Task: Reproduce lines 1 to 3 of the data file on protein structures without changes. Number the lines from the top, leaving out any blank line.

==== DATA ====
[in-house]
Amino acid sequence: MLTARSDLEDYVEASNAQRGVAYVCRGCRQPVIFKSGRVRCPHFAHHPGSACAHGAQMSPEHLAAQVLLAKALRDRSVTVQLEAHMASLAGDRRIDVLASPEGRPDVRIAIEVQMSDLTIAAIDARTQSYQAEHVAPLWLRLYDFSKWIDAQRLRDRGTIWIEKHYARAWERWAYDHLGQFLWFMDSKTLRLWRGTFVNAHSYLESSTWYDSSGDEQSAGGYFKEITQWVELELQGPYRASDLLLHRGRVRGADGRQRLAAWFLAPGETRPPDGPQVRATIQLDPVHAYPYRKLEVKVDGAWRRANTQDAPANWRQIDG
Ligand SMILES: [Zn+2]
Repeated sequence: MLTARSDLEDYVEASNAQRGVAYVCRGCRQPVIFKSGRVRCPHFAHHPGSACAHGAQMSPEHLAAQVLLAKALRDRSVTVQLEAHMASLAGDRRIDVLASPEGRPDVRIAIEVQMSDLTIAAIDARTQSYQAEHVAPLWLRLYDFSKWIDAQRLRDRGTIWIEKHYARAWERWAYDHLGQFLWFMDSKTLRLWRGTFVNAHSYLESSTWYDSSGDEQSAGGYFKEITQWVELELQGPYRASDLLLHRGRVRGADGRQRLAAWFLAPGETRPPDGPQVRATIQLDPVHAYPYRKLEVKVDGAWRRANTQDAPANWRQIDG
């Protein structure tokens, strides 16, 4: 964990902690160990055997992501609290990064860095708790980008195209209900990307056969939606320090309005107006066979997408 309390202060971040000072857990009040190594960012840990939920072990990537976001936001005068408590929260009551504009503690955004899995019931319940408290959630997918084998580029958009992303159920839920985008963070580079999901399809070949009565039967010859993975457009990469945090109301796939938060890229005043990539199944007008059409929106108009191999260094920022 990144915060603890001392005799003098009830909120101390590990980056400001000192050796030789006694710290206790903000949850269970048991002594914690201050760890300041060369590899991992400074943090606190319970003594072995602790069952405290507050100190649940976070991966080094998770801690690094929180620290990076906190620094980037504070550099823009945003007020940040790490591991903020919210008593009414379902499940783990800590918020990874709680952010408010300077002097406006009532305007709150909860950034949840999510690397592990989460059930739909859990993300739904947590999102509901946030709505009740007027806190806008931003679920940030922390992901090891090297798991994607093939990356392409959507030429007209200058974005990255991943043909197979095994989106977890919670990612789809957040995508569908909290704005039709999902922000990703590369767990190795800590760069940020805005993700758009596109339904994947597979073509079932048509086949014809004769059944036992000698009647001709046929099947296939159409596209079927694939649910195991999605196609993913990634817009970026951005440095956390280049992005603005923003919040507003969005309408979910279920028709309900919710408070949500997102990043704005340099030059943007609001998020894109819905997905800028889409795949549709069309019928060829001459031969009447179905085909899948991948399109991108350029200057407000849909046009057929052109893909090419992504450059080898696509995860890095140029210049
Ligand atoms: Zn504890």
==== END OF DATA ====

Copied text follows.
[in-house]
Amino acid sequence: MLTARSDLEDYVEASNAQRGVAYVCRGCRQPVIFKSGRVRCPHFAHHPGSACAHGAQMSPEHLAAQVLLAKALRDRSVTVQLEAHMASLAGDRRIDVLASPEGRPDVRIAIEVQMSDLTIAAIDARTQSYQAEHVAPLWLRLYDFSKWIDAQRLRDRGTIWIEKHYARAWERWAYDHLGQFLWFMDSKTLRLWRGTFVNAHSYLESSTWYDSSGDEQSAGGYFKEITQWVELELQGPYRASDLLLHRGRVRGADGRQRLAAWFLAPGETRPPDGPQVRATIQLDPVHAYPYRKLEVKVDGAWRRANTQDAPANWRQIDG
Ligand SMILES: [Zn+2]